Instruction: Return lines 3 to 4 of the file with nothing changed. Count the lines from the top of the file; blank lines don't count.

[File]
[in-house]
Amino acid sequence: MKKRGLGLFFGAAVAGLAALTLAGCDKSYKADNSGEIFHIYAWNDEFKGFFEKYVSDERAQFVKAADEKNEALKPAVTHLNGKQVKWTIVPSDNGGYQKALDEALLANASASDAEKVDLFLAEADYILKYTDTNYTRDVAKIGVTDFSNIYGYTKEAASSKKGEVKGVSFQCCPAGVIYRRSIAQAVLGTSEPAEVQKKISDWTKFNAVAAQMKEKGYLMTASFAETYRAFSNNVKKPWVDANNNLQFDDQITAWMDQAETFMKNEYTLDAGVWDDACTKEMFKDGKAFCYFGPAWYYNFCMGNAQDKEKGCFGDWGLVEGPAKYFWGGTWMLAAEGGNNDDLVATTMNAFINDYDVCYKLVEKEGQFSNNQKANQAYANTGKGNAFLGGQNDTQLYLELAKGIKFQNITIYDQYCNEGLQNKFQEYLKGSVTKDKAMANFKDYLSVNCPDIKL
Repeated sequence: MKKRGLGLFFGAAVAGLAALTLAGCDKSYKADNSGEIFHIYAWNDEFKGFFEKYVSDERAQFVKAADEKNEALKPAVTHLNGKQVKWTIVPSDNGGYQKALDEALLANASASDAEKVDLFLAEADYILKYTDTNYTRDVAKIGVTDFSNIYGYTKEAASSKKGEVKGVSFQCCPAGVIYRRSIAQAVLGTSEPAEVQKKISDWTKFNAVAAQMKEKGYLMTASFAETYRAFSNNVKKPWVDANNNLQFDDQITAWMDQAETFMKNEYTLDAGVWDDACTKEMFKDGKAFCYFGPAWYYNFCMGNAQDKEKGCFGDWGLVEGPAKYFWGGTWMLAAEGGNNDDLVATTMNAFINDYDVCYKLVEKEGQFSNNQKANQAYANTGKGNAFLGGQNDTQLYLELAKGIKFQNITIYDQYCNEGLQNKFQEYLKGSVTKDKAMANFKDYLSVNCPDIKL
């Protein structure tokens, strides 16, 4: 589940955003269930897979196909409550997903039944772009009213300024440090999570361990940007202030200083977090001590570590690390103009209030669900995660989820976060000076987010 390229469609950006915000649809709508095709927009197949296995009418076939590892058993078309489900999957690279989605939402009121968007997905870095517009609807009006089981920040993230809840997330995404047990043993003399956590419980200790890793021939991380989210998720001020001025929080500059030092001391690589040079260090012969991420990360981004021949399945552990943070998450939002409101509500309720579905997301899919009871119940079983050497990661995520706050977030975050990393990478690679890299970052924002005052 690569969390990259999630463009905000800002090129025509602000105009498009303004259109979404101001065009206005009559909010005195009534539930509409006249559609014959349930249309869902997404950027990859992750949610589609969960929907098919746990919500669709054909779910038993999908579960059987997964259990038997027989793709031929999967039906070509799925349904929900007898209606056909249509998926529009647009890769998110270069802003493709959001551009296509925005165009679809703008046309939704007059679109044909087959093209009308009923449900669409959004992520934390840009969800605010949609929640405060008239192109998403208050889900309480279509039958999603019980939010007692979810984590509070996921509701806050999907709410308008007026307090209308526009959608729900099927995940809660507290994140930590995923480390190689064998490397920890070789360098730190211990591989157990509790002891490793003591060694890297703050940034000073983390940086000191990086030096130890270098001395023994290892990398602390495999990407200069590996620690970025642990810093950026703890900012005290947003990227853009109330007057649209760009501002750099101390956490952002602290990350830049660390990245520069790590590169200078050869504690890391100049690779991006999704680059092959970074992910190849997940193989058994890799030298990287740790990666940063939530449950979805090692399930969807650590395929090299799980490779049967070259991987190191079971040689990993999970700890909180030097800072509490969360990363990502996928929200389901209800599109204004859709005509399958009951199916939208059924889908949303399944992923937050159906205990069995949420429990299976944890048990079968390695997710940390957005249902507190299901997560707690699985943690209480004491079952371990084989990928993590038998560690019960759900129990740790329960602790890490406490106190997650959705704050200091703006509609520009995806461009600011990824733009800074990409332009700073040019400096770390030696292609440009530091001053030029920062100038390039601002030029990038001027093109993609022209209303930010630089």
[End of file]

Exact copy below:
Repeated sequence: MKKRGLGLFFGAAVAGLAALTLAGCDKSYKADNSGEIFHIYAWNDEFKGFFEKYVSDERAQFVKAADEKNEALKPAVTHLNGKQVKWTIVPSDNGGYQKALDEALLANASASDAEKVDLFLAEADYILKYTDTNYTRDVAKIGVTDFSNIYGYTKEAASSKKGEVKGVSFQCCPAGVIYRRSIAQAVLGTSEPAEVQKKISDWTKFNAVAAQMKEKGYLMTASFAETYRAFSNNVKKPWVDANNNLQFDDQITAWMDQAETFMKNEYTLDAGVWDDACTKEMFKDGKAFCYFGPAWYYNFCMGNAQDKEKGCFGDWGLVEGPAKYFWGGTWMLAAEGGNNDDLVATTMNAFINDYDVCYKLVEKEGQFSNNQKANQAYANTGKGNAFLGGQNDTQLYLELAKGIKFQNITIYDQYCNEGLQNKFQEYLKGSVTKDKAMANFKDYLSVNCPDIKL
């Protein structure tokens, strides 16, 4: 589940955003269930897979196909409550997903039944772009009213300024440090999570361990940007202030200083977090001590570590690390103009209030669900995660989820976060000076987010 390229469609950006915000649809709508095709927009197949296995009418076939590892058993078309489900999957690279989605939402009121968007997905870095517009609807009006089981920040993230809840997330995404047990043993003399956590419980200790890793021939991380989210998720001020001025929080500059030092001391690589040079260090012969991420990360981004021949399945552990943070998450939002409101509500309720579905997301899919009871119940079983050497990661995520706050977030975050990393990478690679890299970052924002005052 690569969390990259999630463009905000800002090129025509602000105009498009303004259109979404101001065009206005009559909010005195009534539930509409006249559609014959349930249309869902997404950027990859992750949610589609969960929907098919746990919500669709054909779910038993999908579960059987997964259990038997027989793709031929999967039906070509799925349904929900007898209606056909249509998926529009647009890769998110270069802003493709959001551009296509925005165009679809703008046309939704007059679109044909087959093209009308009923449900669409959004992520934390840009969800605010949609929640405060008239192109998403208050889900309480279509039958999603019980939010007692979810984590509070996921509701806050999907709410308008007026307090209308526009959608729900099927995940809660507290994140930590995923480390190689064998490397920890070789360098730190211990591989157990509790002891490793003591060694890297703050940034000073983390940086000191990086030096130890270098001395023994290892990398602390495999990407200069590996620690970025642990810093950026703890900012005290947003990227853009109330007057649209760009501002750099101390956490952002602290990350830049660390990245520069790590590169200078050869504690890391100049690779991006999704680059092959970074992910190849997940193989058994890799030298990287740790990666940063939530449950979805090692399930969807650590395929090299799980490779049967070259991987190191079971040689990993999970700890909180030097800072509490969360990363990502996928929200389901209800599109204004859709005509399958009951199916939208059924889908949303399944992923937050159906205990069995949420429990299976944890048990079968390695997710940390957005249902507190299901997560707690699985943690209480004491079952371990084989990928993590038998560690019960759900129990740790329960602790890490406490106190997650959705704050200091703006509609520009995806461009600011990824733009800074990409332009700073040019400096770390030696292609440009530091001053030029920062100038390039601002030029990038001027093109993609022209209303930010630089």